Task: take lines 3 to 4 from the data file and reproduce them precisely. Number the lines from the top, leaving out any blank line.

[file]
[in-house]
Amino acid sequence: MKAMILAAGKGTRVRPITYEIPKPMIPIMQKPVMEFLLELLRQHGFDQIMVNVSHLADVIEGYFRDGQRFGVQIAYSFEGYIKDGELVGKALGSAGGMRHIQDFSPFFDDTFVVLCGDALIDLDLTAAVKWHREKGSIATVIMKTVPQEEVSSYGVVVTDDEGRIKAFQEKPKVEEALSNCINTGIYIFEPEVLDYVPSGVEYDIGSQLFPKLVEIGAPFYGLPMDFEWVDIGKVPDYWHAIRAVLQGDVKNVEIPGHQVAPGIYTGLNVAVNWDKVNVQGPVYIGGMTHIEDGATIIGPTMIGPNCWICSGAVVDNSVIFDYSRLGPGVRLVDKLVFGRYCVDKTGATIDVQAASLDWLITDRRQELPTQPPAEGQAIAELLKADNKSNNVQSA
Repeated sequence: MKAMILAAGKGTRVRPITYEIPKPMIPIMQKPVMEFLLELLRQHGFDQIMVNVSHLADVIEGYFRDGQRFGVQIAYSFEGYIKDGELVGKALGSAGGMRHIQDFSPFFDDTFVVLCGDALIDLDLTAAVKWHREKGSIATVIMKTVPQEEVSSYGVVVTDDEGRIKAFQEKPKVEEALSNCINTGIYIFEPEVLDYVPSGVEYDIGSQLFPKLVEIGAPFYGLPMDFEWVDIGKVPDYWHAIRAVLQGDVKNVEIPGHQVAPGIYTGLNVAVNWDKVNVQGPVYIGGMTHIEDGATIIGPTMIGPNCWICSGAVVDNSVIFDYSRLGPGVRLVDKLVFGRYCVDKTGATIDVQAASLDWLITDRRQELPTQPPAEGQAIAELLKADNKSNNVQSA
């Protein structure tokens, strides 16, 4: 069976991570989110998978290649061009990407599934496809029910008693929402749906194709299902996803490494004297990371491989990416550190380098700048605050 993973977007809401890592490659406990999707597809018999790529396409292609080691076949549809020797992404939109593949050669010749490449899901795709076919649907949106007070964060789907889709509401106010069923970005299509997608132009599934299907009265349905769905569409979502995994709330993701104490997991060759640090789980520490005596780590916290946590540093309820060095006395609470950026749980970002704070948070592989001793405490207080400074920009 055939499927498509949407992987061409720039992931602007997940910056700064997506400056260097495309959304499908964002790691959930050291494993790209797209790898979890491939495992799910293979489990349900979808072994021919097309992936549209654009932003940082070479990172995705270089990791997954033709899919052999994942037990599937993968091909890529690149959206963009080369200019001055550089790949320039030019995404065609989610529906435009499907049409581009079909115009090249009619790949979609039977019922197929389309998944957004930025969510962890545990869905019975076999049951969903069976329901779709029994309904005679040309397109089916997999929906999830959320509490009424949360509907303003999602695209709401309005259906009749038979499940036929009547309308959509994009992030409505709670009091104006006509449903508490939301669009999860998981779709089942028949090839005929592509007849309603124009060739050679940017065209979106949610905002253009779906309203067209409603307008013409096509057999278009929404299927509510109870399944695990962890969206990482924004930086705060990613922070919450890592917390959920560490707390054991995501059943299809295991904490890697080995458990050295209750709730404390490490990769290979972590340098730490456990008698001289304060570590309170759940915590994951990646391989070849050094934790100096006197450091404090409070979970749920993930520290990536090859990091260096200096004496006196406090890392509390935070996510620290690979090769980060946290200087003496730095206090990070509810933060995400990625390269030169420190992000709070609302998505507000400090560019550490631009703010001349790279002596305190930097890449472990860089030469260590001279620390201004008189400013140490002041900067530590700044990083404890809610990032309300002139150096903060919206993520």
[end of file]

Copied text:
Repeated sequence: MKAMILAAGKGTRVRPITYEIPKPMIPIMQKPVMEFLLELLRQHGFDQIMVNVSHLADVIEGYFRDGQRFGVQIAYSFEGYIKDGELVGKALGSAGGMRHIQDFSPFFDDTFVVLCGDALIDLDLTAAVKWHREKGSIATVIMKTVPQEEVSSYGVVVTDDEGRIKAFQEKPKVEEALSNCINTGIYIFEPEVLDYVPSGVEYDIGSQLFPKLVEIGAPFYGLPMDFEWVDIGKVPDYWHAIRAVLQGDVKNVEIPGHQVAPGIYTGLNVAVNWDKVNVQGPVYIGGMTHIEDGATIIGPTMIGPNCWICSGAVVDNSVIFDYSRLGPGVRLVDKLVFGRYCVDKTGATIDVQAASLDWLITDRRQELPTQPPAEGQAIAELLKADNKSNNVQSA
């Protein structure tokens, strides 16, 4: 069976991570989110998978290649061009990407599934496809029910008693929402749906194709299902996803490494004297990371491989990416550190380098700048605050 993973977007809401890592490659406990999707597809018999790529396409292609080691076949549809020797992404939109593949050669010749490449899901795709076919649907949106007070964060789907889709509401106010069923970005299509997608132009599934299907009265349905769905569409979502995994709330993701104490997991060759640090789980520490005596780590916290946590540093309820060095006395609470950026749980970002704070948070592989001793405490207080400074920009 055939499927498509949407992987061409720039992931602007997940910056700064997506400056260097495309959304499908964002790691959930050291494993790209797209790898979890491939495992799910293979489990349900979808072994021919097309992936549209654009932003940082070479990172995705270089990791997954033709899919052999994942037990599937993968091909890529690149959206963009080369200019001055550089790949320039030019995404065609989610529906435009499907049409581009079909115009090249009619790949979609039977019922197929389309998944957004930025969510962890545990869905019975076999049951969903069976329901779709029994309904005679040309397109089916997999929906999830959320509490009424949360509907303003999602695209709401309005259906009749038979499940036929009547309308959509994009992030409505709670009091104006006509449903508490939301669009999860998981779709089942028949090839005929592509007849309603124009060739050679940017065209979106949610905002253009779906309203067209409603307008013409096509057999278009929404299927509510109870399944695990962890969206990482924004930086705060990613922070919450890592917390959920560490707390054991995501059943299809295991904490890697080995458990050295209750709730404390490490990769290979972590340098730490456990008698001289304060570590309170759940915590994951990646391989070849050094934790100096006197450091404090409070979970749920993930520290990536090859990091260096200096004496006196406090890392509390935070996510620290690979090769980060946290200087003496730095206090990070509810933060995400990625390269030169420190992000709070609302998505507000400090560019550490631009703010001349790279002596305190930097890449472990860089030469260590001279620390201004008189400013140490002041900067530590700044990083404890809610990032309300002139150096903060919206993520």